There’s no denying any struggle is improved by the presence of a friend. Why not bring a friend on the challenge with you? Together, you'll push each other further, and celebrate milestones as a team, all the while creating unforgettable memories that solidify your bond. 

Or maybe you’re doing the challenge solo, hoping to meet new people? We love that! Find someone to train with you instead. Whether it’s motivating each other to go out on a weekend hike or waking up early to go for a run, friends give you that extra little push you need when you don’t feel like it.

Not to mention that a friend by your side creates accountability. It will be a lot harder to make excuses when you’ve told someone about your training plans and you know they’ll be checking up on you! Just imagine…

You’re sitting on your bed at home, staring out the window into the uninviting darkness outside. The warmth of your bed calls, inviting you to watch another episode of that TV show you’ve been binging. A notification pops up on your phone, it’s a message from your friend: “How’s the training going for your Peru Trek?”...

... you remember 2 weeks ago you promised a friend, and yourself, that you would run twice a week to get into shape for Peru. It’s Sunday evening and you need this run to hit your goal. Their silent encouragement (and potential side-eye) flashes in your mind. With a groan, you grab your trainers and head out the door.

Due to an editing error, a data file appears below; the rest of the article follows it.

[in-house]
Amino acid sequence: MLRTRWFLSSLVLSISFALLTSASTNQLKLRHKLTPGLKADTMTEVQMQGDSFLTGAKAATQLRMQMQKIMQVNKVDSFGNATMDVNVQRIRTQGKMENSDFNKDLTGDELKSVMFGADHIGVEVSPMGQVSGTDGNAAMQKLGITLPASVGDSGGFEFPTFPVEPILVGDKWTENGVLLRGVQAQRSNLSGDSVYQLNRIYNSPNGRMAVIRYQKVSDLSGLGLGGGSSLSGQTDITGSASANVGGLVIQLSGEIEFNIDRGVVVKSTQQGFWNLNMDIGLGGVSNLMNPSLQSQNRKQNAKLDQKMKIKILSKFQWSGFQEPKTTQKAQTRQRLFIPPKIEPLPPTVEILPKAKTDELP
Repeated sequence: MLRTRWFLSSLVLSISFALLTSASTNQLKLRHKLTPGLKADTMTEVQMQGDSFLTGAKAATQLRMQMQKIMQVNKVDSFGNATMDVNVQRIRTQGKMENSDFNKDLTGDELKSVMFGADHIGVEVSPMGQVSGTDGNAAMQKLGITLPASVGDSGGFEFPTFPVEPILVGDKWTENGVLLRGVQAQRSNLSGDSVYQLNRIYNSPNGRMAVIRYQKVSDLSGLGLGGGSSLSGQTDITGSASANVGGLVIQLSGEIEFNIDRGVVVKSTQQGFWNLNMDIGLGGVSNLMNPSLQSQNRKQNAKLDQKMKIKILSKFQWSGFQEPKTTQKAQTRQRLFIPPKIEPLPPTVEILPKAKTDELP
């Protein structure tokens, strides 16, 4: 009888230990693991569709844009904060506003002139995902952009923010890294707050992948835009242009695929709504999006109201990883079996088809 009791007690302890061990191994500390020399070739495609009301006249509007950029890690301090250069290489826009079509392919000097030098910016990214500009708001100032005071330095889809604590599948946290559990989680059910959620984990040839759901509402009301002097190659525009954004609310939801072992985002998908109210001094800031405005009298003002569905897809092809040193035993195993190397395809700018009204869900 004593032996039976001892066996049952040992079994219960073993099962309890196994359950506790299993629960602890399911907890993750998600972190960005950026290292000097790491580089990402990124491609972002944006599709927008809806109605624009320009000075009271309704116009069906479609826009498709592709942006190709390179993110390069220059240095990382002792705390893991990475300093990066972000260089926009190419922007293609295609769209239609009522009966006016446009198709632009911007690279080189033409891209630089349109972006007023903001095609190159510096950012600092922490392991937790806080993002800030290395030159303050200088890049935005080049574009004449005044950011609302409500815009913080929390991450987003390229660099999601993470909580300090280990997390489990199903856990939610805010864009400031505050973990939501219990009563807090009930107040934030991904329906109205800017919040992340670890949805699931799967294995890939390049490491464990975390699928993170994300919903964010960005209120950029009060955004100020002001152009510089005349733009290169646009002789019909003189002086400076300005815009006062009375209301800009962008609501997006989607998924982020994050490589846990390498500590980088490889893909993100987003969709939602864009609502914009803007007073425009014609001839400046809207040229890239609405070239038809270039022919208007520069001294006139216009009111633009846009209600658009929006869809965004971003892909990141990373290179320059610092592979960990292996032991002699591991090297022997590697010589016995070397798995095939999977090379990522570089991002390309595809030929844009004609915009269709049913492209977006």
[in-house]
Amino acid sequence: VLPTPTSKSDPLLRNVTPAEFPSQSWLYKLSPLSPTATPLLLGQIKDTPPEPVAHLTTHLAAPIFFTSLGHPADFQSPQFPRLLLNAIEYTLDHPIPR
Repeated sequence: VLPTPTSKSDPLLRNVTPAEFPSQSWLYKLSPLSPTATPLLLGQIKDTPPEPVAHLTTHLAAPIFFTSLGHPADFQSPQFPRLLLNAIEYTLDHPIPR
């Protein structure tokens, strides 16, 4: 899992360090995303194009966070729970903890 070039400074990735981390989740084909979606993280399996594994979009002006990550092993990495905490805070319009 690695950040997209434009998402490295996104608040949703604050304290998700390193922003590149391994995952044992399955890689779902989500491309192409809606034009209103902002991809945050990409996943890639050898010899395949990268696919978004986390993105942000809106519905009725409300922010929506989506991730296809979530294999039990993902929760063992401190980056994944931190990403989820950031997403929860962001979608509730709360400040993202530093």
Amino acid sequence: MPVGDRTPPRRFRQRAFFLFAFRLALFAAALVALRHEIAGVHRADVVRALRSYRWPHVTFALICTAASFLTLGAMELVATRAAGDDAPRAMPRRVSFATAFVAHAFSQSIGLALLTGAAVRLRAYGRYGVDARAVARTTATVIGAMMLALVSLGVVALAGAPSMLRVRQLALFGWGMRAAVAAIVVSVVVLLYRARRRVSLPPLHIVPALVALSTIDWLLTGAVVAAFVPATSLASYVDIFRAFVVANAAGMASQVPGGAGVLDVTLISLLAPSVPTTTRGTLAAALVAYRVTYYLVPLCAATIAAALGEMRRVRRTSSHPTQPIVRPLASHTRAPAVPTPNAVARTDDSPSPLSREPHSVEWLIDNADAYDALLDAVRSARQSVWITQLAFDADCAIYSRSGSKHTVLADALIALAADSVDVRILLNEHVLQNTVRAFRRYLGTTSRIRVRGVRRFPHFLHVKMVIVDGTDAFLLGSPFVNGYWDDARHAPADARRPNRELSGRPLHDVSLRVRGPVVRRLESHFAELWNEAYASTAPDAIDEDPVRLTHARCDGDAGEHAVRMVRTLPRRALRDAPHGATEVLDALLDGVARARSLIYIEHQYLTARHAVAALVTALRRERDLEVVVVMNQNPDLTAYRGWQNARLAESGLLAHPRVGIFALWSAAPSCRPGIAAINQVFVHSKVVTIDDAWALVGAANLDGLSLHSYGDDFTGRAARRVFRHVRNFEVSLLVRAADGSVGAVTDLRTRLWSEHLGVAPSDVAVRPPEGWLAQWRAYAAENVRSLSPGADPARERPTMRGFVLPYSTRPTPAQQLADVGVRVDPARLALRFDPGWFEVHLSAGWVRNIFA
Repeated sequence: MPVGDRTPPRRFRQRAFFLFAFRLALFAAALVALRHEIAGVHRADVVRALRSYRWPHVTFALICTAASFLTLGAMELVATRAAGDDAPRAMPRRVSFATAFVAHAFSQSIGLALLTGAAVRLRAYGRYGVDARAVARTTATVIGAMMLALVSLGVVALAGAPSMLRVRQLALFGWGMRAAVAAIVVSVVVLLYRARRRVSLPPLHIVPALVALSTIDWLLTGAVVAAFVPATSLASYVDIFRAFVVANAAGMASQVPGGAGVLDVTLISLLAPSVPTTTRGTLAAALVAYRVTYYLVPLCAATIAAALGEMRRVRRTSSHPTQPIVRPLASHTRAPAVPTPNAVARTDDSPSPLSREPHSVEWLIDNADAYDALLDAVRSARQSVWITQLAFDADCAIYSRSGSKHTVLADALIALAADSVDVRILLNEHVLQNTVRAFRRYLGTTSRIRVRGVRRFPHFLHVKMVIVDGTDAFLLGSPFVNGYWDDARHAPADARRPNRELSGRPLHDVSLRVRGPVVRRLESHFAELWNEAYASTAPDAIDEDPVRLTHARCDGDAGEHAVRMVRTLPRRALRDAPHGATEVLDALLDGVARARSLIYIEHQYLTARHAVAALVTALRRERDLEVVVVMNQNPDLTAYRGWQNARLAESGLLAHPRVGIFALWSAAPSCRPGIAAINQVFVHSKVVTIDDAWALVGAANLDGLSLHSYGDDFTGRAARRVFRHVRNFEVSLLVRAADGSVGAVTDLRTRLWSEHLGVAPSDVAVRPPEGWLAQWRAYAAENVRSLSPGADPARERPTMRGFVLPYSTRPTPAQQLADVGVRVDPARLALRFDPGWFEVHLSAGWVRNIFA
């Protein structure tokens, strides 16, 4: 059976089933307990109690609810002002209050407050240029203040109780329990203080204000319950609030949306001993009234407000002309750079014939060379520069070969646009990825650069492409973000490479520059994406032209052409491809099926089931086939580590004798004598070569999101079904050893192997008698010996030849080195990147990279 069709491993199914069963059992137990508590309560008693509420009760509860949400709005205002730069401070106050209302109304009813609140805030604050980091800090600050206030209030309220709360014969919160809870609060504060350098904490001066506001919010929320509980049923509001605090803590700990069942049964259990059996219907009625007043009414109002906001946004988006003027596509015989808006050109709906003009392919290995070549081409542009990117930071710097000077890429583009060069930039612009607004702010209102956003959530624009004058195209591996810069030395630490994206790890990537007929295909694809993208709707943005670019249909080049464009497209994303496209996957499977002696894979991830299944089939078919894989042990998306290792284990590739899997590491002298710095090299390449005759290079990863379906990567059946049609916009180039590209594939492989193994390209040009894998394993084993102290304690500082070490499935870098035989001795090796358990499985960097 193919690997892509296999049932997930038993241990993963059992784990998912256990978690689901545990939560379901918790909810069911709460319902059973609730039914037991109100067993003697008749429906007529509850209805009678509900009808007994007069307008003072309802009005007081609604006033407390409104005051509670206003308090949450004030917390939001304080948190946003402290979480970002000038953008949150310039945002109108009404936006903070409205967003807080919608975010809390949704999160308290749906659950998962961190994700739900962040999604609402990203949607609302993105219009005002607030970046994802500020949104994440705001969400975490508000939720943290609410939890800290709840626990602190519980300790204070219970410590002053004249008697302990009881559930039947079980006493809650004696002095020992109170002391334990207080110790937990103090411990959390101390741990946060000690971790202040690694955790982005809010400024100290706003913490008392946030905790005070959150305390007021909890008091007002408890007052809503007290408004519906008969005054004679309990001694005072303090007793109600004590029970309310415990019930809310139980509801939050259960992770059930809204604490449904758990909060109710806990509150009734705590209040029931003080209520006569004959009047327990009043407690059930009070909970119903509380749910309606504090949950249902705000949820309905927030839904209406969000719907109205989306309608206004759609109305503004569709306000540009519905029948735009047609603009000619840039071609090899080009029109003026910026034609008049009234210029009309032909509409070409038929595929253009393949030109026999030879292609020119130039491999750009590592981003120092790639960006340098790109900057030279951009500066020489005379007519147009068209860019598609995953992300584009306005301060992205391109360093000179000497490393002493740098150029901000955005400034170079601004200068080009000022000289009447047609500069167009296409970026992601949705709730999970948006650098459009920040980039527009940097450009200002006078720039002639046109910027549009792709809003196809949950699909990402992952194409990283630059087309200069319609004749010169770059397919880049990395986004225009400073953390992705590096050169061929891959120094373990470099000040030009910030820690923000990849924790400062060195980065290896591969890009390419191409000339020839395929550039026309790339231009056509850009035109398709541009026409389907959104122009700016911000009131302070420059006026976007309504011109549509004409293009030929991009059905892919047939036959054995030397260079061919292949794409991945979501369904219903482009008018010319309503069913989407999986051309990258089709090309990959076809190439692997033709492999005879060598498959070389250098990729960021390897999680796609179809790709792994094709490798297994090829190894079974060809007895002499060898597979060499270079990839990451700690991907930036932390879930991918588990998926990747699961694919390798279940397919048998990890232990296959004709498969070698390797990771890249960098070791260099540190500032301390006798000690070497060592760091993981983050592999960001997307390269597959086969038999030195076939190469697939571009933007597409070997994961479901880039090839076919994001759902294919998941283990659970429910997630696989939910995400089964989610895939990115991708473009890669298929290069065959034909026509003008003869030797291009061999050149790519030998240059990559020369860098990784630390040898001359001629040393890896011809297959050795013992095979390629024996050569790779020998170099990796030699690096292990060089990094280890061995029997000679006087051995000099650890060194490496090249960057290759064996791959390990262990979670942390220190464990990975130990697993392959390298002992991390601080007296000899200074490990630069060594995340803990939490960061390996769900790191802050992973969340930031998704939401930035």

3. Test Your Kit well before Challenge Day 🎒 

Ever set out on a hike with brand new boots, only to end up with a throbbing blister the size of a 50p coin? There's a reason seasoned challenge takers swear by breaking in their kit well before tackling the real deal. 

New boots can rub and cause blisters, hiking poles might have an unusual setup mechanism, and an unfamiliar backpack could leave you with a sore back. Taking your kit on shorter walks beforehand allows you to identify any potential issues and make adjustments. 

You can break in your boots gradually, find the perfect backpack fit, and practice setting your poles under pressure-free conditions.  This pre-adventure prep ensures you hit the trail feeling comfortable and confident, meaning you can focus on enjoying the stunning scenery (and not wincing with every step)!

Another thing to get right on your training walks is layering. It allows you to adapt to changing temperatures throughout the day. A breathable base layer wicks away sweat, keeping you dry and comfortable on the move. An insulating mid-layer traps warmth, perfect for those cool morning starts. Finally, a windproof and waterproof outer shell protects you from rain, wind, and unexpected weather changes.  By layering, you can adjust your clothing system on the fly, it's like a personal thermostat!

Getting to know yourself, and being able to answer “Do I run hot/cold/sweaty?” is important in judging the layers you need to match the weather conditions on the day. With practice, you’ll be able to look at a weather forecast or feel the temperature outside and know exactly what layers you’re going to put on for that perfect ‘comfortable-but-not-sweaty’ feeling. Getting your layers right, it’s one of the underrated satisfactions of hiking.